First step:  I went to school this morning to evaluate the situation.  Oh, my.  It was bad.  I wish I had taken some pictures so I could show you, but it's probably better that you just use your imagination. :)  We have to completely take down our classrooms--everything off the walls, everything packed up and packed away, nothing left out.  I do have a large blue cabinet that I usually shove lots of stuff into, so I started there.  I went through several boxes and threw quite a bit of stuff.  Then I had to start thinking about how I wanted procedures to work in my classroom.  How do you handle student work?  Do the kids have a certain place where they ALWAYS turn in their assignments?  Last year, I used flat bins that were just a bit larger than a piece of paper.  This year, though, I think I am going to find a more convenient location for those and add the clothespin trick to the mix.  Do you know the clothespin trick? I saw it on Pinterest (of course), and one of my co-workers uses it.  You just have a clothespin for each student, and the clothespin is pinned to the sides of the "turn-in bin".  Then students just pin it on their work as they turn it in.  That way, you know who hasn't turned in their work.  You also know who those "no-name papers" belong to.  My co-worker plans to use student numbers on hers, but I am going to use student names and maybe numbers, too.  For my GT classes, I have those students for up to three years. I thought it would be fun to let the kids decorate theirs how they want (and have their name and number on the back).  I think they would love that!  And I can use them year after year with only 3rd graders and new students creating new ones.  How do you keep up with who's turned in their assignments?

Please, please, please share your organizational successes with me!  I'm sure I'm not the only one who needs help!

Saturday, June 22, 2013

Top 5 Ways to Keep Your Gifted Child Busy This Summer

Whether you are a teacher of gifted children or the parent of one (or <<gasp>>, more than one!), you know that it takes talent to keep gifted kids busy--and out of your hair--during the summer months.  Here is a compilation of ideas for keeping your smarty-pants smartly engaged:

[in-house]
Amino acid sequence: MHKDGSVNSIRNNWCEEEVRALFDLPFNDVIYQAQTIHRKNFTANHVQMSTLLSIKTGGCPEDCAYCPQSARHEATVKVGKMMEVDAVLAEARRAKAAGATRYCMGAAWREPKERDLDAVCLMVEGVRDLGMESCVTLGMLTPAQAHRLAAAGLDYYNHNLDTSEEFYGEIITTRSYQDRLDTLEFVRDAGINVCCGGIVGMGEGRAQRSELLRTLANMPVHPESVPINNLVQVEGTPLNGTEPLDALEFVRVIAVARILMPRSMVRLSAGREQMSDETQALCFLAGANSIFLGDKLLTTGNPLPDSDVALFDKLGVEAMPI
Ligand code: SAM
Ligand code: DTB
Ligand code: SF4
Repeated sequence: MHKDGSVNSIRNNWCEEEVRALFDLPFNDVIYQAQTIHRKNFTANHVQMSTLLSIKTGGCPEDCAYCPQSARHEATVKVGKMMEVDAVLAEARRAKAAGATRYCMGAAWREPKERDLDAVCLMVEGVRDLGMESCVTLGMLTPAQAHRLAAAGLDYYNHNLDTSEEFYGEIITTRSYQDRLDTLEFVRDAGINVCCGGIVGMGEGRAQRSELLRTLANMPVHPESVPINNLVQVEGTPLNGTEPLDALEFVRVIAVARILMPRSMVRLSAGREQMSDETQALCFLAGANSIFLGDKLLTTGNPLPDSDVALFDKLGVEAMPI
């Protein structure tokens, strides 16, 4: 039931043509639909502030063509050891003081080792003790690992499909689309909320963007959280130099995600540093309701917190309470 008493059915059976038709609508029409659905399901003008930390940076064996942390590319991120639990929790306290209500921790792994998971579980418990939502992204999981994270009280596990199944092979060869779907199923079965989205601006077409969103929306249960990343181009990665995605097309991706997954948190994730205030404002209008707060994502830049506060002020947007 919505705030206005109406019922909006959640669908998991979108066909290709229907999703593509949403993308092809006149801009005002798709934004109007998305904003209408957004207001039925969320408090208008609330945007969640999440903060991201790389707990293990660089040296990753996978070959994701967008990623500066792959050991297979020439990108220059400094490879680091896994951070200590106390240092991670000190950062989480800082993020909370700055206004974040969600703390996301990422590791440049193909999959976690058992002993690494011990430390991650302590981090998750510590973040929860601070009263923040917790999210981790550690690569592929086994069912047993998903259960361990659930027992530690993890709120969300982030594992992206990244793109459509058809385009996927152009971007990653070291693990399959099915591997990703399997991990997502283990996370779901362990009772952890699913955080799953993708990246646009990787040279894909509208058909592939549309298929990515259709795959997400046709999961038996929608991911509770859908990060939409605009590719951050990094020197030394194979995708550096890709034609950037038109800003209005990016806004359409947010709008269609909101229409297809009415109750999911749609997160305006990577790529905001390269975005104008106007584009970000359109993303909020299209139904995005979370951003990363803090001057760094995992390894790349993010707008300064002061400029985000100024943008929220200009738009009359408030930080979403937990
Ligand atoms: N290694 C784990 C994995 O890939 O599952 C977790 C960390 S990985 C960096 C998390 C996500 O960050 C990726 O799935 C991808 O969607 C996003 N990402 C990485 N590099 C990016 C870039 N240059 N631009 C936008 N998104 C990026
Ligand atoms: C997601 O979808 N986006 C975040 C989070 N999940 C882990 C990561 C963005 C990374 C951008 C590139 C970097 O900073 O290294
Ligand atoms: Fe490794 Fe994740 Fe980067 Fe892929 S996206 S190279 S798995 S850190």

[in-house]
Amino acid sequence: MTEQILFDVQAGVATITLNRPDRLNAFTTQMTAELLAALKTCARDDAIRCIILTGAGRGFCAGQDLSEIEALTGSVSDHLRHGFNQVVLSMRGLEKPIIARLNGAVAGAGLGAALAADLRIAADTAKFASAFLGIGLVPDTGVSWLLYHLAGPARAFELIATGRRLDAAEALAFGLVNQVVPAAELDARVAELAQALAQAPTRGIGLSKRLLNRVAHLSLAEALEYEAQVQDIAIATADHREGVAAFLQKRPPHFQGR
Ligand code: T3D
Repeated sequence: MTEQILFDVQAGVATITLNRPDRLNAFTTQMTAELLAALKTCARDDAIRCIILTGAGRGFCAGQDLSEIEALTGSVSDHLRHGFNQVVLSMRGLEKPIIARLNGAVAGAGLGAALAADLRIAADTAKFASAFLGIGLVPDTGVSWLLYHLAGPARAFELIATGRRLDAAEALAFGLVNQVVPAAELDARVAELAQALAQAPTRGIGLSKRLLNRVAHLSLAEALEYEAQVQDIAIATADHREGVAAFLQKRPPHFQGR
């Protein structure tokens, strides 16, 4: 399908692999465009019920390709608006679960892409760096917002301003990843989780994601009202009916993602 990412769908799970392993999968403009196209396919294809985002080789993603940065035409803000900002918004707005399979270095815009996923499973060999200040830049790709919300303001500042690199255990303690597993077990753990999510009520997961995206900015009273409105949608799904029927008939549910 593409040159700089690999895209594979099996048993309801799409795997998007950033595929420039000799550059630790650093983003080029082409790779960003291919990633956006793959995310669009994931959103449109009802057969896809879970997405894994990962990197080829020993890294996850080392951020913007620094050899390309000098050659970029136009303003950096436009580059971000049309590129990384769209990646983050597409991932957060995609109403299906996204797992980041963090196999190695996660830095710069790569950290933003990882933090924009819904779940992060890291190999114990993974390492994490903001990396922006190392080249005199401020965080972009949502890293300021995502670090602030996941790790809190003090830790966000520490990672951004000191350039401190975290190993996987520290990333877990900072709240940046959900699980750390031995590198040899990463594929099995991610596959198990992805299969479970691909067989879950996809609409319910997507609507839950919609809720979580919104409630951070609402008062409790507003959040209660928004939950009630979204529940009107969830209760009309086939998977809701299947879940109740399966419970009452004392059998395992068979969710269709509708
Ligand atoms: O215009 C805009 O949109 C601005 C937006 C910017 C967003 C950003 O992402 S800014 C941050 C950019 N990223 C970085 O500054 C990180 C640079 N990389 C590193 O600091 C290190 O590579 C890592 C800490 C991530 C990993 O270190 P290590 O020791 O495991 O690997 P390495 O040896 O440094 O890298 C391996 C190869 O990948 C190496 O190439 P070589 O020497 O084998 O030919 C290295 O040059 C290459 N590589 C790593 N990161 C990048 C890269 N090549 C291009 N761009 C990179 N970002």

1.  Whether the gifted child is six or sixteen, one thing can probably engage them all:  ART.  Introduce your child to many different forms of visual art--paint, pastels, chalk, collages, mosaics, clay.  Use whatever you can find.  It doesn't have to be expensive; just use leftover magazines and make collages.  Or dig out paints and copy paper.  Or break old plates and use the pieces for mosaics.  I have even cut out little squares of construction paper to make mosaic patterns.  Most importantly, let them take the lead.  Don't let them just copy what you are doing.  

2.  If you have a tech nerd, photography might be an interesting choice for a summer activity.  It might even grow into a life-long love.  Depending on the age of the child, photography could include taking a digital camera outside to snag some shots of the neighbors' new petunias or it could be a self-taught tutorial in Photoshop.  Most of us have a digital camera of some type that we could allow our kids to use, but even brand-new ones are inexpensive for a beginner model.  Possibly giving your child an "assignment" would be better; for example, having them create scrapbook pages digitally via Shutterfly.  All of these ideas could give your smarty a chance to be creative.

3.  One question that drives me nuts basically everyday is this one--"What's for dinner?"  Well, heck, I don't know!  Why not put these kids to work?  Again, depending on their ages, this could involve just helping with recipes to planning and producing dinner for a week!  Wouldn't that be wonderful? :)  But, in reality, cooking can teach kids many different skills, from math (measurements, fractions, multiplication) to science (how heat or cold can change liquids to solids and back) to creativity (hmmm, we have hamburger meat and asparagus.  What can we make?) to the basic skill of feeding oneself.  And it's fun!  If you want to be really creative, let them help with food presentation.  They could decorate the plates with a sauce the way chefs do in fancy restaurants.

4.  I've been hearing all this information lately about the additives and harmful ingredients in the food that we purchase in the grocery store.  Why not grow your own food, free of all these cooties?  Let the whole family choose some of the veggies to grow.  Maybe your son could be in charge of the watering schedule, or your daughter could make sure that the weeds had been pulled.  Even if you don't have room for a real garden, you could always plant an herb garden in the window.  Kids could help add the herbs to their favorite dishes!        If it were my garden, I would absolutely have to have those cute little garden stakes labeled with the appropriate veggie so that everyone would know what goodies lie in store for us!